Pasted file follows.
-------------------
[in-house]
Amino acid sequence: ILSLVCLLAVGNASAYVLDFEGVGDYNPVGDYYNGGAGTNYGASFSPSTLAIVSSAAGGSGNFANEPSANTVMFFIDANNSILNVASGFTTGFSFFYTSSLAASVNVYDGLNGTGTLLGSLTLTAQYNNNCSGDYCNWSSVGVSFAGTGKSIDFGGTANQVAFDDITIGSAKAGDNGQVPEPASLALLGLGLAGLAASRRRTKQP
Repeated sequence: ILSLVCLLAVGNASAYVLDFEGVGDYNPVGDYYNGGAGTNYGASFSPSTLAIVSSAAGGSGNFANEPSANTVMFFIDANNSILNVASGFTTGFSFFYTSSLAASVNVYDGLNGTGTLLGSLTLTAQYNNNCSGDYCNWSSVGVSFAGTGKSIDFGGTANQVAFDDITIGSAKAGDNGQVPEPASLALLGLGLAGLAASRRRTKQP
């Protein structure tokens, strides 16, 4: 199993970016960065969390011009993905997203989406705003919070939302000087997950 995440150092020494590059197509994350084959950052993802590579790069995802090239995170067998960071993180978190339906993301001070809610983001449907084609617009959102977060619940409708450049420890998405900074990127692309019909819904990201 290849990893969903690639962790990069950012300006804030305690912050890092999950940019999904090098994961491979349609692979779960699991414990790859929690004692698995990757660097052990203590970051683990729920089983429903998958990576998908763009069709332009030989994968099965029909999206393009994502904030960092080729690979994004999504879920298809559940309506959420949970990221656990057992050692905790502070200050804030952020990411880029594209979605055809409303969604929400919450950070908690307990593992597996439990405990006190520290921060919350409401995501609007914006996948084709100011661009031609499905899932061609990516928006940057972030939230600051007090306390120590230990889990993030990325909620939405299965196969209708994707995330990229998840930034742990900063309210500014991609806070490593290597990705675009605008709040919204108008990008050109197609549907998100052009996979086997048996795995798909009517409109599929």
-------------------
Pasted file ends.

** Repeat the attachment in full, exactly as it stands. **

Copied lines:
[in-house]
Amino acid sequence: ILSLVCLLAVGNASAYVLDFEGVGDYNPVGDYYNGGAGTNYGASFSPSTLAIVSSAAGGSGNFANEPSANTVMFFIDANNSILNVASGFTTGFSFFYTSSLAASVNVYDGLNGTGTLLGSLTLTAQYNNNCSGDYCNWSSVGVSFAGTGKSIDFGGTANQVAFDDITIGSAKAGDNGQVPEPASLALLGLGLAGLAASRRRTKQP
Repeated sequence: ILSLVCLLAVGNASAYVLDFEGVGDYNPVGDYYNGGAGTNYGASFSPSTLAIVSSAAGGSGNFANEPSANTVMFFIDANNSILNVASGFTTGFSFFYTSSLAASVNVYDGLNGTGTLLGSLTLTAQYNNNCSGDYCNWSSVGVSFAGTGKSIDFGGTANQVAFDDITIGSAKAGDNGQVPEPASLALLGLGLAGLAASRRRTKQP
């Protein structure tokens, strides 16, 4: 199993970016960065969390011009993905997203989406705003919070939302000087997950 995440150092020494590059197509994350084959950052993802590579790069995802090239995170067998960071993180978190339906993301001070809610983001449907084609617009959102977060619940409708450049420890998405900074990127692309019909819904990201 290849990893969903690639962790990069950012300006804030305690912050890092999950940019999904090098994961491979349609692979779960699991414990790859929690004692698995990757660097052990203590970051683990729920089983429903998958990576998908763009069709332009030989994968099965029909999206393009994502904030960092080729690979994004999504879920298809559940309506959420949970990221656990057992050692905790502070200050804030952020990411880029594209979605055809409303969604929400919450950070908690307990593992597996439990405990006190520290921060919350409401995501609007914006996948084709100011661009031609499905899932061609990516928006940057972030939230600051007090306390120590230990889990993030990325909620939405299965196969209708994707995330990229998840930034742990900063309210500014991609806070490593290597990705675009605008709040919204108008990008050109197609549907998100052009996979086997048996795995798909009517409109599929």